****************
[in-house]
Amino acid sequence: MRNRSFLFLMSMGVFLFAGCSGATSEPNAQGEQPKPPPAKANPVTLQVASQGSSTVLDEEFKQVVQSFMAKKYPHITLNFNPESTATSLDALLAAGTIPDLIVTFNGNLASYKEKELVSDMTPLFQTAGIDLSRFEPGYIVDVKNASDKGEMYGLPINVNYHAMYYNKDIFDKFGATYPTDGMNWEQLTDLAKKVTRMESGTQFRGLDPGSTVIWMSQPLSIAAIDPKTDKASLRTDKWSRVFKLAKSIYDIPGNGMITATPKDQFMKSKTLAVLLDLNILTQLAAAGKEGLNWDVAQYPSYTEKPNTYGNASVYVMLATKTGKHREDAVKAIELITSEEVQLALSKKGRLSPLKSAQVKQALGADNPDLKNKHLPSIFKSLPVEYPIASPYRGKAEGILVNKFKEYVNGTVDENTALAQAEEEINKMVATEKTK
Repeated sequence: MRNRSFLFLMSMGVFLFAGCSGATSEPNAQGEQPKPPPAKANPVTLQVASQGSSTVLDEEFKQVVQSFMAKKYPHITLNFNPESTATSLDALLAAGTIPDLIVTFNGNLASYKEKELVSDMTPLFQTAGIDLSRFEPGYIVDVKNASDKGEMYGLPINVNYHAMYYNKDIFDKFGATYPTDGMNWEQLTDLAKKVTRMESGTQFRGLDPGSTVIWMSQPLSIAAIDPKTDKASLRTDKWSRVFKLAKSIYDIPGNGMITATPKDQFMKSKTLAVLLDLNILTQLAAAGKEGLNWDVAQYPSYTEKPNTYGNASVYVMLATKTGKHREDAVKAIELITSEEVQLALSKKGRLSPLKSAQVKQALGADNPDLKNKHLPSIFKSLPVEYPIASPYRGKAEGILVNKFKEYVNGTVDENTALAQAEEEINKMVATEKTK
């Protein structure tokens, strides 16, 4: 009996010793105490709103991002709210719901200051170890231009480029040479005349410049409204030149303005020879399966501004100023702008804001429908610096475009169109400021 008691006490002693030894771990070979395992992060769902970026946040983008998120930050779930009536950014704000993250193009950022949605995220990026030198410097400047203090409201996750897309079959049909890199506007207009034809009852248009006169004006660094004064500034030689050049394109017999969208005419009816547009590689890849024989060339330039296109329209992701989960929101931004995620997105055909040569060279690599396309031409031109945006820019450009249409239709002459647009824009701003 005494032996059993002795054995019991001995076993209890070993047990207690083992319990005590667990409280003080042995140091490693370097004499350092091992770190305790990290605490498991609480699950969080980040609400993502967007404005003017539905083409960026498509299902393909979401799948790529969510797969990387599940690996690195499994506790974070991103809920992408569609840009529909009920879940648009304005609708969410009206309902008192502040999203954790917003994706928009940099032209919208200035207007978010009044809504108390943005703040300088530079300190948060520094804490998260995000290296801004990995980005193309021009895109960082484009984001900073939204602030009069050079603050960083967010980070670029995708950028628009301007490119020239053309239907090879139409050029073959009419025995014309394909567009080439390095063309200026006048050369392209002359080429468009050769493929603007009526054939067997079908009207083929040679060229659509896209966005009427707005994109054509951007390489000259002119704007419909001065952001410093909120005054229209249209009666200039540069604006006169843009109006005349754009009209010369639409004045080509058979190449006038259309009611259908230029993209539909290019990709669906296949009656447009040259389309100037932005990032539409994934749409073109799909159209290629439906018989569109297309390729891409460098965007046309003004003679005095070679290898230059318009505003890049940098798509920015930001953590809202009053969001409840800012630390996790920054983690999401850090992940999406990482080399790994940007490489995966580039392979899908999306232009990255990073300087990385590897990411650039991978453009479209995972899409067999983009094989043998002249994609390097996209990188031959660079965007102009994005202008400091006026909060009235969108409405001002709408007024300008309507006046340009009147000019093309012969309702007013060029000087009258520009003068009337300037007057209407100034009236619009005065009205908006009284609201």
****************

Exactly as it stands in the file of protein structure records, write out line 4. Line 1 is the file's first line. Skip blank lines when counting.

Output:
């Protein structure tokens, strides 16, 4: 009996010793105490709103991002709210719901200051170890231009480029040479005349410049409204030149303005020879399966501004100023702008804001429908610096475009169109400021 008691006490002693030894771990070979395992992060769902970026946040983008998120930050779930009536950014704000993250193009950022949605995220990026030198410097400047203090409201996750897309079959049909890199506007207009034809009852248009006169004006660094004064500034030689050049394109017999969208005419009816547009590689890849024989060339330039296109329209992701989960929101931004995620997105055909040569060279690599396309031409031109945006820019450009249409239709002459647009824009701003 005494032996059993002795054995019991001995076993209890070993047990207690083992319990005590667990409280003080042995140091490693370097004499350092091992770190305790990290605490498991609480699950969080980040609400993502967007404005003017539905083409960026498509299902393909979401799948790529969510797969990387599940690996690195499994506790974070991103809920992408569609840009529909009920879940648009304005609708969410009206309902008192502040999203954790917003994706928009940099032209919208200035207007978010009044809504108390943005703040300088530079300190948060520094804490998260995000290296801004990995980005193309021009895109960082484009984001900073939204602030009069050079603050960083967010980070670029995708950028628009301007490119020239053309239907090879139409050029073959009419025995014309394909567009080439390095063309200026006048050369392209002359080429468009050769493929603007009526054939067997079908009207083929040679060229659509896209966005009427707005994109054509951007390489000259002119704007419909001065952001410093909120005054229209249209009666200039540069604006006169843009109006005349754009009209010369639409004045080509058979190449006038259309009611259908230029993209539909290019990709669906296949009656447009040259389309100037932005990032539409994934749409073109799909159209290629439906018989569109297309390729891409460098965007046309003004003679005095070679290898230059318009505003890049940098798509920015930001953590809202009053969001409840800012630390996790920054983690999401850090992940999406990482080399790994940007490489995966580039392979899908999306232009990255990073300087990385590897990411650039991978453009479209995972899409067999983009094989043998002249994609390097996209990188031959660079965007102009994005202008400091006026909060009235969108409405001002709408007024300008309507006046340009009147000019093309012969309702007013060029000087009258520009003068009337300037007057209407100034009236619009005065009205908006009284609201």